Remote Working in Strange Times

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2 min read
Written by
Curtis Batterbee

Back in 2015 when Mark Smith and Andrew Moore first decided to found a consultancy committed to the shared values of quality, high-value change and applied innovation for NHS clients, the threat of a global pandemic was quite low on the list of imminent threats, both to a new business and the UK populace.

As part of their plan to deliver on those shared values, however, they decided not to invest in an office. Working remotely, they thought, made more sense. It gave them the flexibility to be in as many places as they had employees. They could be supporting a merger in Mersey, running a PMO in Surrey, assuring QIPP schemes on the Isle of Wight and doing a dozen other things all at once, without a travel bill for the client to pick up or a carbon bill for the planet.

They could approach organizations and nurture talent all over the country, all without condemning a new generation of management support staff to the wearing drudgery of an imposed (and often unnecessary) commute. They would still travel to client sites of course, but only when they needed to. Obviously, they were not the first to have the idea, but they were certainly in a minority of companies with the confidence and the trust in their teams to deliver outside of a traditional business environment. They put these ideas into practice at a time when even the hip digital agencies of Shoreditch were nauseous at the thought, (despite protesting otherwise).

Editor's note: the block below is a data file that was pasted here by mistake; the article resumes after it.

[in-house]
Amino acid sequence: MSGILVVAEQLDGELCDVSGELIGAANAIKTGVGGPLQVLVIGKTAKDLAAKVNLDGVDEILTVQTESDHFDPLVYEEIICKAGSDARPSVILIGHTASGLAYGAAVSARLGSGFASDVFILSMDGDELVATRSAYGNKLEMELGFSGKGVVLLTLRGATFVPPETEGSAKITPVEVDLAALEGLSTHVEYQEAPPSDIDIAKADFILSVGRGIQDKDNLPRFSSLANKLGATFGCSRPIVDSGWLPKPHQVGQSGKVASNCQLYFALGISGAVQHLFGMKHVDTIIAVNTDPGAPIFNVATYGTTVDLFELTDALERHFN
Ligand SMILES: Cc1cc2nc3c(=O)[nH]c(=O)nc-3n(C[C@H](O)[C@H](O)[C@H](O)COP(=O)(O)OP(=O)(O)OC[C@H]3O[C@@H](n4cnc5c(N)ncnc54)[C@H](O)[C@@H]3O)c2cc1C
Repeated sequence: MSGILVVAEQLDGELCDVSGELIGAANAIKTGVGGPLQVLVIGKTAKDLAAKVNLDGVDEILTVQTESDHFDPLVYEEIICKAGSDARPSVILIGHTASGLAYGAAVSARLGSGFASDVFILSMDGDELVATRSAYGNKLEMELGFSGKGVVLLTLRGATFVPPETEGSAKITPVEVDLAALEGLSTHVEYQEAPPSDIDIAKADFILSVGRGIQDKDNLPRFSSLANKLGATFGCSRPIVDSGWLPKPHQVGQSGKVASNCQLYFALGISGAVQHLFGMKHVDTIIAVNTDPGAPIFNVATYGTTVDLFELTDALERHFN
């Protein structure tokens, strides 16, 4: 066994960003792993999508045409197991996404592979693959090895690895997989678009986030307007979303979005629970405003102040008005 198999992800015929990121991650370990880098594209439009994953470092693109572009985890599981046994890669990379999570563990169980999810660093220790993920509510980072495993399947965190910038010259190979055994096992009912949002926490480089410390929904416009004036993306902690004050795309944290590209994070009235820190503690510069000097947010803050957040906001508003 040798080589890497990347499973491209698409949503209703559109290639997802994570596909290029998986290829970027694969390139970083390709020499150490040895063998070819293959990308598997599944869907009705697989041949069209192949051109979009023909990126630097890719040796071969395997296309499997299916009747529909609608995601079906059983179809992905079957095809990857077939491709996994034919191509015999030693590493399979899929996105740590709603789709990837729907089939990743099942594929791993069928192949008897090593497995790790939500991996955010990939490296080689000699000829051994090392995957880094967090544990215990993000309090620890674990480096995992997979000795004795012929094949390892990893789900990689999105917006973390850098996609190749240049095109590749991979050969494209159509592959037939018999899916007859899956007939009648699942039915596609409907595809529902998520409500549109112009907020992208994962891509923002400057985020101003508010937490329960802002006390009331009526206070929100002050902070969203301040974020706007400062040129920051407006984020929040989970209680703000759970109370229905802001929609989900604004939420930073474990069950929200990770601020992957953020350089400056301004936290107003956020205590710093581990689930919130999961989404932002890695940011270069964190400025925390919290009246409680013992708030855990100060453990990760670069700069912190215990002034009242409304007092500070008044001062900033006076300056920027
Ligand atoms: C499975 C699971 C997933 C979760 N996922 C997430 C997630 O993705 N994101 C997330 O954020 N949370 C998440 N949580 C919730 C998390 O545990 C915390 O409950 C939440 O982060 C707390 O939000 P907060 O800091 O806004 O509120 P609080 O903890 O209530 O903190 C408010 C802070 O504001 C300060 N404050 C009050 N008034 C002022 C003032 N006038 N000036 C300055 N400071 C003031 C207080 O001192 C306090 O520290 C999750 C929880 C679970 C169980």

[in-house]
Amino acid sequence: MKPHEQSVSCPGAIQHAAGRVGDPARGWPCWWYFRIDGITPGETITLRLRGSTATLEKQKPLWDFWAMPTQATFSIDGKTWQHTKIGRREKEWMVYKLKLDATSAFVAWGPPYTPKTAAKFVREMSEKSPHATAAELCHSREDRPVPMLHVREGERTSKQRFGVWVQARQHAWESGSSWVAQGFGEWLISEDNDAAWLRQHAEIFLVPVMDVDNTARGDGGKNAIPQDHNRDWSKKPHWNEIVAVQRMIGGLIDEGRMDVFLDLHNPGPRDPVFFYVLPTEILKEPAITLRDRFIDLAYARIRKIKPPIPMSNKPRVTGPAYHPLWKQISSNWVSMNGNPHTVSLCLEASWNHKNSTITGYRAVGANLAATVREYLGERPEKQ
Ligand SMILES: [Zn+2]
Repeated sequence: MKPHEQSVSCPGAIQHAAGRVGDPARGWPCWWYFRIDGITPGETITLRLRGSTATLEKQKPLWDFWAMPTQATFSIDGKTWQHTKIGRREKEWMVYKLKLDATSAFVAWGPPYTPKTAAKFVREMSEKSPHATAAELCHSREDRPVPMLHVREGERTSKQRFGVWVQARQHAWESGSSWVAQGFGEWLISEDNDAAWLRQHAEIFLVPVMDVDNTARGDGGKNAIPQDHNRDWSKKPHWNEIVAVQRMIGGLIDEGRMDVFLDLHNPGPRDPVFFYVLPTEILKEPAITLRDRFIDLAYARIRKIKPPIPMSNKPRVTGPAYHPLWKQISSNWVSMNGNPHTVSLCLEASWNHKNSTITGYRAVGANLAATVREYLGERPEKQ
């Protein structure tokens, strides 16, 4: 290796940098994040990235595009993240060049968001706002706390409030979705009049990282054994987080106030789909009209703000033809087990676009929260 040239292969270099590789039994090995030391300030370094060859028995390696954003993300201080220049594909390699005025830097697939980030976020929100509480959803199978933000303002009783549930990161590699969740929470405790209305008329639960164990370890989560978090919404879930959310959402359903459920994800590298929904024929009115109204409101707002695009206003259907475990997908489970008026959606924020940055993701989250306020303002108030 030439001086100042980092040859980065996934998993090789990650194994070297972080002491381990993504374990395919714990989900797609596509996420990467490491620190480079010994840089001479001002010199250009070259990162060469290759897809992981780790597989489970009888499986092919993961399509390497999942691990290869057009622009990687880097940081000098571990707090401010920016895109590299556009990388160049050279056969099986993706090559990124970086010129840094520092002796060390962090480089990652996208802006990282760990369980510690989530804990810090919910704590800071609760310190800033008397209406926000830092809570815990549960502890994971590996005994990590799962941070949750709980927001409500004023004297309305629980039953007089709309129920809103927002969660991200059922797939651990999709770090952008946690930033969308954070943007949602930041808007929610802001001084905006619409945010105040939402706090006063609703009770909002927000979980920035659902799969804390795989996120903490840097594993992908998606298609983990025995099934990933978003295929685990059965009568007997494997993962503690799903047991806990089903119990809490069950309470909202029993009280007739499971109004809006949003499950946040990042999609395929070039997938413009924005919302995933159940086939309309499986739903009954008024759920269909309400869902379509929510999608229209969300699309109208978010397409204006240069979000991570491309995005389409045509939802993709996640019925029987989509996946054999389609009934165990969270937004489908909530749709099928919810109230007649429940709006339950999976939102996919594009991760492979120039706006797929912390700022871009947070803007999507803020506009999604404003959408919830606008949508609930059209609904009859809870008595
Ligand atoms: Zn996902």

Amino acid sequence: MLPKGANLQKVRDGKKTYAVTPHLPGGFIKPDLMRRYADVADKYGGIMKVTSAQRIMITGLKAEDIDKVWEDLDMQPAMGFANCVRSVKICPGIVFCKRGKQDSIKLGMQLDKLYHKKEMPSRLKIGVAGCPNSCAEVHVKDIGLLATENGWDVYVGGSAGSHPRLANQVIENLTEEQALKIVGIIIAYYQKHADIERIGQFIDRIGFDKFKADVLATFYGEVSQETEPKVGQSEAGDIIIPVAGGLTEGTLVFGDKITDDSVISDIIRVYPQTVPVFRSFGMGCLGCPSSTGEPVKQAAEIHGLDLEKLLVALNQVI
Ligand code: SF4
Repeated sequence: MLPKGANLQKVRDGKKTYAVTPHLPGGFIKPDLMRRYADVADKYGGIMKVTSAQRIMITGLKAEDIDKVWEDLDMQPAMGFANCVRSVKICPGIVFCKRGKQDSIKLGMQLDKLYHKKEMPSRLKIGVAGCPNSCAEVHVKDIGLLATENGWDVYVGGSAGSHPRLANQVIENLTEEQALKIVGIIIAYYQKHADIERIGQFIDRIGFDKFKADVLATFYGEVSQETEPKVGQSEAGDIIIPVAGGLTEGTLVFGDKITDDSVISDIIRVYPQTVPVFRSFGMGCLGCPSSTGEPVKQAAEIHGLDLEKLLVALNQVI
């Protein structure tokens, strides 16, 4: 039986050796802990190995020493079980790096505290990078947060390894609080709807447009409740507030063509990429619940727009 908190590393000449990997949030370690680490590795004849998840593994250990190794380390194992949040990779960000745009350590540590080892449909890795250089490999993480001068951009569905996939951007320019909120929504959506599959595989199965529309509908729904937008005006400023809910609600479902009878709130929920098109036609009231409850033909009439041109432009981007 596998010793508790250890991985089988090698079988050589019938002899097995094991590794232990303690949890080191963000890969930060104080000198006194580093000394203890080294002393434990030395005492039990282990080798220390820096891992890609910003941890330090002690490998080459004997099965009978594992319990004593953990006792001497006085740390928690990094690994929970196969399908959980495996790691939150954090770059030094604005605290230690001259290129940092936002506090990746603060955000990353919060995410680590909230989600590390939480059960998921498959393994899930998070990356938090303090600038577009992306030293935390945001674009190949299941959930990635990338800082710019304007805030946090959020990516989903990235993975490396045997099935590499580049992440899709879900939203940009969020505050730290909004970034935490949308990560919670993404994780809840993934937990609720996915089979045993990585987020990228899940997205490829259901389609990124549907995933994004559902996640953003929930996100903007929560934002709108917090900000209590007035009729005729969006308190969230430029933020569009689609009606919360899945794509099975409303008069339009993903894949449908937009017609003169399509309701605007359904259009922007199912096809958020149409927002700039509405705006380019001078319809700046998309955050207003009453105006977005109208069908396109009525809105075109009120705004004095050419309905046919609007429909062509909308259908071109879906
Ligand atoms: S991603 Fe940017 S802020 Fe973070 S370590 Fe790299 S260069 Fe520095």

This flexibility and the implied trust that came with it was part of what drew me to Clarity, and it continues to make working for them a joy. Here a work-life balance isn’t some intangible promise buried in a policy never to be delivered, but a daily reality. It’s how we work and how we have always worked. The job gets done. Some days, so does the washing.

As such, the adaptation to home-working during a global health crisis has been as minimal as it could have been (but for the additions of home-schooling and a few added family members). But here the intrinsic value of work-life balance means there is an implicit understanding that the environments in which people are trying to work are different, along with the stressors and the pressures that come with them. It means that no matter how demanding the project or how tight the deadline, we understand that our own psychological and emotional wellbeing is more important, and that kindness and understanding for ourselves, each other and our clients is as essential as any service we deliver.

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